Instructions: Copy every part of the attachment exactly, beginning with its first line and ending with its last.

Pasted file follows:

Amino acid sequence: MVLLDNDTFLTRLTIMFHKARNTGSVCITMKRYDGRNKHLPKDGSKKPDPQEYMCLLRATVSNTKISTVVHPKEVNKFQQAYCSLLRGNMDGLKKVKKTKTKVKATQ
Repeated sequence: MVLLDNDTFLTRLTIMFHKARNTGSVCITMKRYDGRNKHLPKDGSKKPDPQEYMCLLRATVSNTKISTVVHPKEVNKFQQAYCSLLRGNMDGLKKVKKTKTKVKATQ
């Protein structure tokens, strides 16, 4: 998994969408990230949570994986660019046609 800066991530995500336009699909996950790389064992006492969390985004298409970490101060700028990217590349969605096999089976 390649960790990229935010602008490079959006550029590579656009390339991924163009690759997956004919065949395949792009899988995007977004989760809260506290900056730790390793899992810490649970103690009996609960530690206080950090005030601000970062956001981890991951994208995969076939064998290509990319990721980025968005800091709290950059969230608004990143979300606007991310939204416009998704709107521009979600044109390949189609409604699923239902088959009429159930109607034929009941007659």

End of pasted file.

Amino acid sequence: MVLLDNDTFLTRLTIMFHKARNTGSVCITMKRYDGRNKHLPKDGSKKPDPQEYMCLLRATVSNTKISTVVHPKEVNKFQQAYCSLLRGNMDGLKKVKKTKTKVKATQ
Repeated sequence: MVLLDNDTFLTRLTIMFHKARNTGSVCITMKRYDGRNKHLPKDGSKKPDPQEYMCLLRATVSNTKISTVVHPKEVNKFQQAYCSLLRGNMDGLKKVKKTKTKVKATQ
């Protein structure tokens, strides 16, 4: 998994969408990230949570994986660019046609 800066991530995500336009699909996950790389064992006492969390985004298409970490101060700028990217590349969605096999089976 390649960790990229935010602008490079959006550029590579656009390339991924163009690759997956004919065949395949792009899988995007977004989760809260506290900056730790390793899992810490649970103690009996609960530690206080950090005030601000970062956001981890991951994208995969076939064998290509990319990721980025968005800091709290950059969230608004990143979300606007991310939204416009998704709107521009979600044109390949189609409604699923239902088959009429159930109607034929009941007659």